One of the reasons I chose Nordic Visitor to help us plan our trip was that they offer “optional extras”, itinerary activities you can add on to your daily schedule.
Our second day we snowmobiled on a glacier. This was my first time on a snowmobile and it was not exactly what I’d expected. Because it was raining and on the warmer side, it was more like spring skiing in upstate New York and the four of us (and our guide) spent a lot of time fishtailing and skidding around. I was awfully glad I wasn’t the one driving and I’m absolutely positive Neil felt the same way! The higher we went, the less visibility there was; it was like being inside one of those snow globes after someone gives it a vigorous shake. Needless to say, we did not get to experience the “breathtaking views over South Iceland”. I don’t regret doing it because now I can truthfully say I was brave enough to traverse Myrdalsjokull Glacier. My recommendation would be that, if this is a top-priority activity for you, book it in the winter rather than the “shoulder season” like we did.
We signed up for two boat rides, one on an amphibious boat (another first for me) among the icebergs in the Jokulsarlon Glacier Lagoon. The other was a whale and puffin watch in Husavik. The whales were among the missing on our three-hour cruise but the puffins were nesting and out in full force. Iceland is home to more than half of the world’s entire Atlantic puffin population and is often referred to as “the puffin-watching capital of the world. A common misconception is that the puffin is the country’s national bird; it’s actually the Gyrfalcon. Nonetheless, not only are they adorable; it’s extremely rewarding to observe them in their natural habitat.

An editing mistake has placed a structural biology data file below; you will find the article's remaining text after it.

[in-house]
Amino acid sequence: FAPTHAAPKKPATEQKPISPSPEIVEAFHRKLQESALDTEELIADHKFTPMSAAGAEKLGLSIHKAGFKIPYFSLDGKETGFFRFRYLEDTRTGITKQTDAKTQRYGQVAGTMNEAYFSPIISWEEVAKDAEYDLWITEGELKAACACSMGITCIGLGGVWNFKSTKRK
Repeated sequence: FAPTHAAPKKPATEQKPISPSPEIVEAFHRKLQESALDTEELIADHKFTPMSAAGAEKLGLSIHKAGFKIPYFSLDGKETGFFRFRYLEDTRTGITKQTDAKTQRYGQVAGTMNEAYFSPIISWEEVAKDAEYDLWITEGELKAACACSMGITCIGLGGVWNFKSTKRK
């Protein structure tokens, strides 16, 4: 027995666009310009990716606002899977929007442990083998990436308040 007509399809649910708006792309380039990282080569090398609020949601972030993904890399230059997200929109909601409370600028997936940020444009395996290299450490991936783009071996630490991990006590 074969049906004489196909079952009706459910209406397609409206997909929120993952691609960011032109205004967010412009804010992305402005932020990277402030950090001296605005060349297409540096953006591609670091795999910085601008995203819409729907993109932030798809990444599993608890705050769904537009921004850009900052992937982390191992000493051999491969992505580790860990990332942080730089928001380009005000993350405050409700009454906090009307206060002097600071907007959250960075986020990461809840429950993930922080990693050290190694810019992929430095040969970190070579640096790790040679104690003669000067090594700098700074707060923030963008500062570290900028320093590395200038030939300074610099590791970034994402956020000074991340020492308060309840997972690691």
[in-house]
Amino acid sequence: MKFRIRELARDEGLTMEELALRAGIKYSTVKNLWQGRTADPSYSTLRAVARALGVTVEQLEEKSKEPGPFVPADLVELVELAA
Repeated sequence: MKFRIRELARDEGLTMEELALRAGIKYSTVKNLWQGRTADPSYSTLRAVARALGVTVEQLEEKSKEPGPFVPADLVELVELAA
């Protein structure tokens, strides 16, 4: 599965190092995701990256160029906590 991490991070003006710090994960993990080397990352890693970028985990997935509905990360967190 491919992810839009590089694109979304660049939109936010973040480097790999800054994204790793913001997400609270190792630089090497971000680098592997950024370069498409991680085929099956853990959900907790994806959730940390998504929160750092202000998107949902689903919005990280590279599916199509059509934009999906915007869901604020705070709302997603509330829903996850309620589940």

The memory I will treasure most is my Icelandic horse ride. Right from the start, I really wanted to experience the hills and dales of Iceland sitting on one of these magnificent animals. Our trusty Nordic Visitor agent signed me up (my husband preferred to sit this one out) with Hestasport for an hour and a half ride on a sunny Sunday morning. It was a small group and our guides, Maude and Sarah, were experienced horsewomen, lots of fun, and determined to give us a ride to remember. My horse was called “Mane” which is another characteristic of Icelanders-calling things exactly what they are. Bet you can guess what Mane’s most notable feature was! I managed to mount her without falling off the other side (lol) and paid strict attention to our safety lesson. Then off we went to explore the scenic Skagafjorour Valley. These sturdy horses are incredible. They’re surefooted on any terrain, from picking their way over loose rocks to navigating the rushing waters in the creeks to plodding through thick mud in the fields. The saddles used in Iceland aren’t the Western or English ones we’re used to in the US. There’s no saddle horn; you hold the reins and the horse’s mane if needed. Our trail leaders took us through all five of the horse’s paces, including the famous tolt, the “fourth gait” unique to Icelandic horses which is every bit as smooth and effortless as I’d heard it would be.
These horses reminded me a lot of the people of Iceland. They’re friendly and highly responsive but definitely know what they want (Grass! To gallop!) and go for it. They have boundless strength and great endurance. They love being outdoors in any weather. And they’re individuals, but are invested in their team. The horse and rider live and work in harmony here.
When I got back to the barn, it turned out that I wasn’t quite finished with my sturdy equine friends. From the man at the reservation desk, I learned all about Iceland’s strict quarantine laws. If you want to show your horse overseas you have to sell them there, neither they or their equipment is allowed back in the country. He offered to show us The Last Ride, a documentary about one horse owner and his beloved stallion, which he believes humanizes this dilemma. We didn’t have time to see the whole thing but I found the bond between Kraftur and his owner so powerful and the quality of the 2009 film so outstanding that when I returned home, I jumped through multiple hoops to track it down and see it in entirety (special thanks to “the other” Arni Gunnarsson).
If the town of Husavik sounds familiar to you, that’s probably because it is! The movie, Eurovision (Will Ferrell and Rachel McAdams, 2020) takes place and is filmed in Husavik. One of the songs from it was a contender for the Oscar’s. Check out this live performance:
Sadly, the song didn’t win but this grassroots Oscar campaign will give you a sense of native Icelanders’ pride and sense of humor.